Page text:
The “Inside the PTS Curriculum” series gives you an inside look at what students are learning in their courses at Pittsburgh Theological Seminary. Each article focuses on one class, its subject matter, what students can expect to learn, the required texts, and the kinds of assignments students can expect. We’ll let you know whether the course is required or available for the Master of Divinity (MDiv), the Master of Arts in Pastoral Studies (MAPS), or Master of Theological Studies (MTS). Each article will include the professors’ bio.
This week’s course is: “Prophets, Psalms, and Wisdom Literature.”
About Prophets, Psalms, and Wisdom Literature
This year, Pittsburgh Theological Seminary students learned about prophetic books, the Psalter, and the wisdom literature of the Old Testament with the Rev. Drs. Jerome Creach and Steve Tuell in the class Prophets, Psalms, and Wisdom Literature. This course is required for students in the Master of Divinity (MDiv) degree and Master of Arts in Pastoral Studies (MAPS) degree and is open to students in the Master of Theology (MTS) degree program.
Prophets, Psalms, and Wisdom Literature provides an introduction to the prophetic books (Latter Prophets), Psalter, and wisdom literature of the Old Testament with an exploration of factors that gave rise to and helped shape this material. In addition to examining the background of prophecy in the cultures of the ancient Near East, attention is given to the specific content of these books, to the theology of the prophetic books, to the various literary genres (e.g., oracle, hymn, lament), to methods used in the interpretation of Scripture (source, form, redaction, literary, socio-cultural, canonical, and rhetorical criticism), and to the psalms as a product of Israel’s cultic life. The goal is to seek a deeper understanding of core theological themes within the Judeo-Christian tradition, how these themes relate, and their significance in the Church and world today.
Students consider the classical prophets in the light of their precursors in Israel and the ancient Near East. This class places Hebrew prophecy in its proper social, historical, and canonical context. The prophets of the Babylonian exile, Jeremiah, Ezekiel, and Second Isaiah, will be considered in particular depth. Special attention is given to the theology of the prophetic books and to the genres of prophetic oracles and the methods that may be employed for their interpretation. An introduction to the Psalms and Wisdom Literature completes the course.
Class sessions are devoted to lecture, discussion, and the close study of particular assigned texts. Evaluation is on the basis of the students’ critical grasp of the literature, demonstrated in a midterm and a comprehensive final and the students’ ability to deal creatively with the literature and communicate their insights, demonstrated by a four to five page exegetical essay.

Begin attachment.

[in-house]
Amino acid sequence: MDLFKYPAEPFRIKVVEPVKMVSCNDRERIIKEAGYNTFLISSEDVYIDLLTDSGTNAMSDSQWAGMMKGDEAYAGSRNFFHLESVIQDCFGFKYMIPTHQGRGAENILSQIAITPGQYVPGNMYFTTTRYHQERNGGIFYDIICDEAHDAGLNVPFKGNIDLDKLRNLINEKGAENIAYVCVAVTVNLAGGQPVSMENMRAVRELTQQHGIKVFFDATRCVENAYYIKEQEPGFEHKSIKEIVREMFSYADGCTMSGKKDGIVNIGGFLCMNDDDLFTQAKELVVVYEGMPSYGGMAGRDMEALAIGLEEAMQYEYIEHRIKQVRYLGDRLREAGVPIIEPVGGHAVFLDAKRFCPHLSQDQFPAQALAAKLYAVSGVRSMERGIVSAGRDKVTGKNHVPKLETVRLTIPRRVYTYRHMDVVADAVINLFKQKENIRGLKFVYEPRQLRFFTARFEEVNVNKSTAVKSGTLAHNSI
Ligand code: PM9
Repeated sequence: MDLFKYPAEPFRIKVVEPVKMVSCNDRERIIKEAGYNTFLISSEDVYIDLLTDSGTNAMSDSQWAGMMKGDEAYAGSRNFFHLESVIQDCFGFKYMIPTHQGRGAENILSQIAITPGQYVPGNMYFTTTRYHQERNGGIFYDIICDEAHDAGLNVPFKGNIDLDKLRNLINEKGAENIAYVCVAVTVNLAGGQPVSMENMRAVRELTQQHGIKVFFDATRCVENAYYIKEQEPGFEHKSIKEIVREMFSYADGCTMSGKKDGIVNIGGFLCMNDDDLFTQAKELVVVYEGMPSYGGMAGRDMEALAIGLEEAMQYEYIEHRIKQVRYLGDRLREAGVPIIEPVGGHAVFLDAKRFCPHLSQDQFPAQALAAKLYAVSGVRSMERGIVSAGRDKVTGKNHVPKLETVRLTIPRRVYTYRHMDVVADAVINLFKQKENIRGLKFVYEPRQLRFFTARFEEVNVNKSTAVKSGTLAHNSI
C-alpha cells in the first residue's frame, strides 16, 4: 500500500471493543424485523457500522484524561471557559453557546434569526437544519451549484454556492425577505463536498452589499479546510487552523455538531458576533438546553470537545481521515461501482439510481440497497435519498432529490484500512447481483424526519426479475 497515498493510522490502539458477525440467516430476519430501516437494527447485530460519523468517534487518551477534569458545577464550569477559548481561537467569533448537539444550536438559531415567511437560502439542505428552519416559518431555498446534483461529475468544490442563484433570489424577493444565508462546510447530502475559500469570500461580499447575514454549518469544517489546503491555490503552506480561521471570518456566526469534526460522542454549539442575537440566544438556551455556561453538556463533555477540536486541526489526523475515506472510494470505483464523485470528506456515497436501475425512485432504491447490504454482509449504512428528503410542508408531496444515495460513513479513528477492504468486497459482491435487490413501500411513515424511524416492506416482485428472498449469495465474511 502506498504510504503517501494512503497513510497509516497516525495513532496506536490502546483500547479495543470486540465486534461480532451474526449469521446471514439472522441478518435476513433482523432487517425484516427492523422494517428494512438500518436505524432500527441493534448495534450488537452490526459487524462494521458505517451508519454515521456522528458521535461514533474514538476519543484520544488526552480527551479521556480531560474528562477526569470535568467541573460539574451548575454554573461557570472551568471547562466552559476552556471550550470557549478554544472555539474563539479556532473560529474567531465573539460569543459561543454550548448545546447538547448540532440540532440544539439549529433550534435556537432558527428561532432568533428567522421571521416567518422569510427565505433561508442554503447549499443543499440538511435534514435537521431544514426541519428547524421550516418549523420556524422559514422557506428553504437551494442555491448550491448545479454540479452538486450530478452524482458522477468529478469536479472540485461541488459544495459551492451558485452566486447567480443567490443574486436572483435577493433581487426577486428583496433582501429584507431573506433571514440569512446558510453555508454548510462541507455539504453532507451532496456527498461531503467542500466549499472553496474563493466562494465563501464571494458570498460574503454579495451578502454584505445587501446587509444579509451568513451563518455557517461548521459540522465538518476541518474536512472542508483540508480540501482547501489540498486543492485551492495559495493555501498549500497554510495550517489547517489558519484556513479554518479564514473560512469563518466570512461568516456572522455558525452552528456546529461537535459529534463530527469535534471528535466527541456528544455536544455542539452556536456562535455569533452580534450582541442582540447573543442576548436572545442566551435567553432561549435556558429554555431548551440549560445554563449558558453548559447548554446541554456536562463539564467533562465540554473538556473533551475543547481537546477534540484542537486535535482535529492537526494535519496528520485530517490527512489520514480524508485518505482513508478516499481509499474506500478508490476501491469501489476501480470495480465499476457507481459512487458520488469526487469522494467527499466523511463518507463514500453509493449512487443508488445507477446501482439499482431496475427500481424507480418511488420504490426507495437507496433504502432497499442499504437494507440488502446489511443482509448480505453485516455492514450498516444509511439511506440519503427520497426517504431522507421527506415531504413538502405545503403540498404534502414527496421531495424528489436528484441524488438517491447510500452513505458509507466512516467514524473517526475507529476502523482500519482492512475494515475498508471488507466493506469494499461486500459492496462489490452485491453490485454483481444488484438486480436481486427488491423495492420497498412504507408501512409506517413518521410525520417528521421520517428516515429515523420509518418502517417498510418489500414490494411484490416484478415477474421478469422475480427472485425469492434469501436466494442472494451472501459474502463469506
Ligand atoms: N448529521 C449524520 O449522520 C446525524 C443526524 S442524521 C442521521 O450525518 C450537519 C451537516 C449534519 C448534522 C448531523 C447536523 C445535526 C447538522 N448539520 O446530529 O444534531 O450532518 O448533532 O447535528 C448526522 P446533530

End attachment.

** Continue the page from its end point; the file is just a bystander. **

Students use the HarperCollins Study Bible (NRSV), edited by Harold Attridge; The Old Testament: A Historical and Literary Introduction to the Hebrew Scriptures, by Michael D. Coogan; Interpreting the Psalms, by Patrick D. Miller; and Wisdom’s Wonder: Character, Creation, and Crisis in the Bible’s Wisdom Literature, by William P. Brown.
About the Instructors
The Rev. Dr. Jerome Creach is the Robert C. Holland Professor of Old Testament. He earned his doctorate at Union Theological Seminary in Virginia (now Union Presbyterian Seminary). Prior to his study at Union, he earned his M.Div. and Th.M. (in systematic theology) at the Southern Baptist Theological Seminary. Creach is interested in Old Testament theology and the appropriation of the Bible to the life of the Church. An ordained pastor in the PC(USA), Dr. Creach is widely published, and his most recent work is a compact introduction to the Psalms called Discovering Psalms: Content, Interpretation, Reception (Eerdmans, 2020).
The Rev. Dr. Steven Tuell earned his Ph.D. in Hebrew Bible at Union Theological Seminary in Virginia after studying at West Virginia Wesleyan College and Princeton Theological Seminary. Over the course of his academic career, he has received numerous awards for teaching excellence. Tuell’s research interests are biblical prophecy, particularly the book of Ezekiel and the Book of the Twelve, and the biblical literature of the early Persian Period. He has written numerous articles and book reviews, including multiple entries in Feasting on the Word (a commentary on the Common Lectionary published by Westminster John Knox).
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